“Get connected”- not in the way you think

connecting-people-business-network-social-media-service_v_ow1rqug__F0004Connection. That word is well-known and well-used thanks to social media. Our electronic conversations never lack the words “get connected” or “connect with me.” The social media applications­—Facebook, Instagram and Twitter —are the top contenders that keep us connected with others. Through our connecting posts, we learn of others’ daily lives, who they meet, places they go, even the foods they eat. We connect, literally, with others through social media. However, our connections in the stratosphere of social media fall short. After all, we are human . . . with emotions.

Connections are attachments or relationships and when we plug into persons, places or things, we evoke emotion.

Consider three scenarios. Perhaps you’ve experienced this before?

First, you are taking a walk, a hike maybe, along a dirt path through a forest preserve or where there is an abundance of trees and other foliage. You look in the distance and see a huge tree that overwhelms you. The sight makes you stop and take full inventory of its stately trunk, a maze of limbs and a full canopy of leaves. You take a really good look at this tree and feel protected.

Next, you are walking into a restaurant, a bakery, maybe a friend’s house and you quickly notice a sweet smell in the air, sugary and maybe cinnamony. The deeper you breathe the welcoming scent, the more you feel comforted. You think of comfort food.

Lastly, you are sitting in a bus, train, the el and you strike up a conversation with the person sitting next to you as if you already know her. You realize how you two just click because of the familiarity you are feeling.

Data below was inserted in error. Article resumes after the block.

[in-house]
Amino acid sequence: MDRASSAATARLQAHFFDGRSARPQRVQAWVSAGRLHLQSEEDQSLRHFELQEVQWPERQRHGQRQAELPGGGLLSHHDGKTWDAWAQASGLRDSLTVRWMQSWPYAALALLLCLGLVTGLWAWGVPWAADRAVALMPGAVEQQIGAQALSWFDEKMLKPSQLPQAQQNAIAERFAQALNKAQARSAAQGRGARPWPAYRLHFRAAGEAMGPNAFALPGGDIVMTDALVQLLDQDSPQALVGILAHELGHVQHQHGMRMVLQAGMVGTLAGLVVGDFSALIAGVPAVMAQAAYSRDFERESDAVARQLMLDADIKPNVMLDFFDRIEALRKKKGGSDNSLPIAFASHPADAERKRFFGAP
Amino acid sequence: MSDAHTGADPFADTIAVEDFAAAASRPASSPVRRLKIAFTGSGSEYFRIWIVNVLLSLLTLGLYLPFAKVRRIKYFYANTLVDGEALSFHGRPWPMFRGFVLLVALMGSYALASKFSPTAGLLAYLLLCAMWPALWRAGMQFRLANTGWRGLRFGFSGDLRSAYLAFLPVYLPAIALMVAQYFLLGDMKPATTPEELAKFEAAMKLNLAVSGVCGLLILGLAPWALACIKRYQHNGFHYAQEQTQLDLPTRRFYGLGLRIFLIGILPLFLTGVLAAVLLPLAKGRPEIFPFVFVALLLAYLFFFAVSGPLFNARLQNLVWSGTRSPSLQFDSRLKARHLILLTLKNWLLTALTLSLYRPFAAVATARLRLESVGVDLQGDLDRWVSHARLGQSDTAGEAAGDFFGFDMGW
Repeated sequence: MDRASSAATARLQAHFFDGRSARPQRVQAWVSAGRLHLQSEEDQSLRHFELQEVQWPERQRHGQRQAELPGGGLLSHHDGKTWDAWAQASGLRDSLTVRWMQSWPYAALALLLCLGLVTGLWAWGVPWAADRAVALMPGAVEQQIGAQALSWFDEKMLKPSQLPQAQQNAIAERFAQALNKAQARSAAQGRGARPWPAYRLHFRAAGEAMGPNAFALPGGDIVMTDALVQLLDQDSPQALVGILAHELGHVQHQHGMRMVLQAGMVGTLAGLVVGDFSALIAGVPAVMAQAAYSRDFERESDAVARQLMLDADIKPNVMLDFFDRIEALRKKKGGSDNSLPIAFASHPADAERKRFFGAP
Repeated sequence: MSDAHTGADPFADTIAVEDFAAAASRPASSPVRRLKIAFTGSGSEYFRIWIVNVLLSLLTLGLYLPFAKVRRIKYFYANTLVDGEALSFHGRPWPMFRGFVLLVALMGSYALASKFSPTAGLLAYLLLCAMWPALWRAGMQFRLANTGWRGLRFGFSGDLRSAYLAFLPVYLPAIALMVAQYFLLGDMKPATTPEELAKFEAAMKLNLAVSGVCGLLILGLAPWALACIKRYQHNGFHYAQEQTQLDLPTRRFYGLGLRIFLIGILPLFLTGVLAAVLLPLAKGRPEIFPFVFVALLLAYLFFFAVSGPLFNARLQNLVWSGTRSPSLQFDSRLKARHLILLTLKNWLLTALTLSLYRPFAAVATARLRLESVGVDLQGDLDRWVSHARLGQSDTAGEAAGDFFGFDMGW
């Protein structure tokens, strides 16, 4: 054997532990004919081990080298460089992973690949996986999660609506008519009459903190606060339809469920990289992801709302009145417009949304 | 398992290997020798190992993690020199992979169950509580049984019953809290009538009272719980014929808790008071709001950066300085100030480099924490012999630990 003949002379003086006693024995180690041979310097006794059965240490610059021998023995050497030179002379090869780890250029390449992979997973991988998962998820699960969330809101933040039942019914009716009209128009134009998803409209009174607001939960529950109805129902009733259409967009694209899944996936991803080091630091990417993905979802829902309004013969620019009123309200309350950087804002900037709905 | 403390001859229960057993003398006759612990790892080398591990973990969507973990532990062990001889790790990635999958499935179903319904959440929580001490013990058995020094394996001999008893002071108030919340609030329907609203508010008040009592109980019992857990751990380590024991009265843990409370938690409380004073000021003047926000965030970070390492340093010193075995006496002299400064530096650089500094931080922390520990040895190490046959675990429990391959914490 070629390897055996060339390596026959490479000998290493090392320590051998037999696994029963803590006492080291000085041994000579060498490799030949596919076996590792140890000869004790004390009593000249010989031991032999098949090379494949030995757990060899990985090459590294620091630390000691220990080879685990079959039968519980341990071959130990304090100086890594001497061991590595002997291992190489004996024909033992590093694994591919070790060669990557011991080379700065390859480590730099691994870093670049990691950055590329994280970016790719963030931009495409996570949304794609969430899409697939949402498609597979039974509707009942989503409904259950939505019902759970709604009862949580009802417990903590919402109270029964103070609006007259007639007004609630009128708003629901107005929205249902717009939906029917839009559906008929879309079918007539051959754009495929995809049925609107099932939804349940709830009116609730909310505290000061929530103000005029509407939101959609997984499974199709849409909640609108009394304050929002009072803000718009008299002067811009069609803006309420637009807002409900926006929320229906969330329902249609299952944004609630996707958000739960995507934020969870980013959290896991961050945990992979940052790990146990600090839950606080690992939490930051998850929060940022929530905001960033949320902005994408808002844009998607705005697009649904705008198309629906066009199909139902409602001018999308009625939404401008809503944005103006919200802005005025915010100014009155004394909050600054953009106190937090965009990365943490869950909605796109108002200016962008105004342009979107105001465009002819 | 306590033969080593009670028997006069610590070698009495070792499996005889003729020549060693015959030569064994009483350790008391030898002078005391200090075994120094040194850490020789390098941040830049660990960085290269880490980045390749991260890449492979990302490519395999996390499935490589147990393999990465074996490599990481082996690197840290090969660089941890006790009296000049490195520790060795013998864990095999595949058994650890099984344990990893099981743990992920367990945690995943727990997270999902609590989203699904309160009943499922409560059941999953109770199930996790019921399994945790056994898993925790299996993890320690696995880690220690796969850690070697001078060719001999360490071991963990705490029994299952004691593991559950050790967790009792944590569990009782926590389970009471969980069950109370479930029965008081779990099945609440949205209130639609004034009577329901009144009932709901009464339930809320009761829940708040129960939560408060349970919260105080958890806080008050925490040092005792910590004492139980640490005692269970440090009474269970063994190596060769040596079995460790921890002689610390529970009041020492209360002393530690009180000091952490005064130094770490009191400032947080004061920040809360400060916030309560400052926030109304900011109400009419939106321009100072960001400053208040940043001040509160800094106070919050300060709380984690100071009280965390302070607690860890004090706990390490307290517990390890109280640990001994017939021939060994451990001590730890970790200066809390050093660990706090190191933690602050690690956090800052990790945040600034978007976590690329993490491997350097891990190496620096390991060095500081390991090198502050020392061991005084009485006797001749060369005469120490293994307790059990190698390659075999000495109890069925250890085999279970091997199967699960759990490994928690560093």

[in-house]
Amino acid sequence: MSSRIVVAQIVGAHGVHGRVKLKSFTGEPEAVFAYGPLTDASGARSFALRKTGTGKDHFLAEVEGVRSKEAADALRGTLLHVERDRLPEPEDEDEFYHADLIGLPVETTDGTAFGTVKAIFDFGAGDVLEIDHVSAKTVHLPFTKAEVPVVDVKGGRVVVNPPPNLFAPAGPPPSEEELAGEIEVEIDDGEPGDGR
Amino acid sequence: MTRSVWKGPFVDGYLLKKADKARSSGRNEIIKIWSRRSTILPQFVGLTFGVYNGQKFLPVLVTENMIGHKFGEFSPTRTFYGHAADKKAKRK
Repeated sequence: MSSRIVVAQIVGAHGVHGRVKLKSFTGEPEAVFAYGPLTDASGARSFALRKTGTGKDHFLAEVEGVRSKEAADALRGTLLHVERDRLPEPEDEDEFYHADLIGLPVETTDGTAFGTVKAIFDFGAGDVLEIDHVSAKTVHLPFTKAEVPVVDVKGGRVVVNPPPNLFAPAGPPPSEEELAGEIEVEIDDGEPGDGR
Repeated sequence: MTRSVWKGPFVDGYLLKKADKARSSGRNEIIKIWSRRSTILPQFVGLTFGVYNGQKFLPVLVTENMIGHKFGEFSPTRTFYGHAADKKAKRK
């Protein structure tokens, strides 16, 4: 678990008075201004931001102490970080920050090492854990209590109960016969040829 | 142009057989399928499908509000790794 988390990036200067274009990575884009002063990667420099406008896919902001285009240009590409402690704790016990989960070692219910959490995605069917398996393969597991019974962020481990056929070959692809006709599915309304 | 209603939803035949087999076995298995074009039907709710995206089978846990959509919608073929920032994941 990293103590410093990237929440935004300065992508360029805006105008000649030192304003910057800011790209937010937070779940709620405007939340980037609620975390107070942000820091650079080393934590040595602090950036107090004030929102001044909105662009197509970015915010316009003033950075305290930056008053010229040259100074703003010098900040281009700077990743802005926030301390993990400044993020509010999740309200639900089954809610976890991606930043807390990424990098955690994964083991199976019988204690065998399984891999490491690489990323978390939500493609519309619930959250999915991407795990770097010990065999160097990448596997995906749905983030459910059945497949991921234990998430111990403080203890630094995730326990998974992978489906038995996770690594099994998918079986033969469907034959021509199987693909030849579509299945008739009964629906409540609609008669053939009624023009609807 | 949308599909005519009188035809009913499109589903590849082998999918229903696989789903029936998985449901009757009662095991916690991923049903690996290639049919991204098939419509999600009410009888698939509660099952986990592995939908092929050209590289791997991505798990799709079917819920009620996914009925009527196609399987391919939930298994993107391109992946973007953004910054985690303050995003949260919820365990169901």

I ask you to think about these scenarios to illustrate that these are connections that evoke our emotions. They also are connections we have to a good place to be, to home.

That tree you saw in the distance? You stopped because it reminds you of the trees that grew in the parkway in the neighborhood where you grew up. You remember their size and how their canopied structure protected you. You think being protected is home.

The sweet smell in the air? That reminds you of the sweets that your mom may have baked, ready for you when you would come home from school. The smells and scents are connections, triggers that make you feel comforted. Comfort is home.

And your seatmate? She reminds you of your best friend growing up from home. The familiar his home.

4872033-De-la-terre-la-recherche-d-un-arbre-de-bouleau-blanc-Les-feuilles-au-sommet-de-l-arbre-vert-vif-clat-Banque-d'imagesIn my memoir, Under the Birch Tree, I write about finding my home, my place to be through the many connections I discover. I would find a way to connect to home despite the many disconnections I faced through my years of self-discovery.

And it all started when I was a young girl growing up in a red brick house on Carlisle. A birch tree grew in the corner of my front yard, near the front door and walkway. I saw this tree when leaving the house and when returning. I was captivated by its peeling white bark that looked like paper curls and its slender shiny leaves that wiggled in breezes. I looked at this birch tree as my buddy, by first learned connection, synonymous with home.

I would always find my place to be no matter where I went because a birch tree sighting would tell me that I was in the right place. I could find protection, comfort and familiarity wherever I was. I could feel at home. My discovered connections with people, places, and scents in the air didn’t stop there. I also learned that my connections served purposes.

There are connections to home around us and “get connected” can take on a new meaning. Connect through your emotions to find your place to be, your home.

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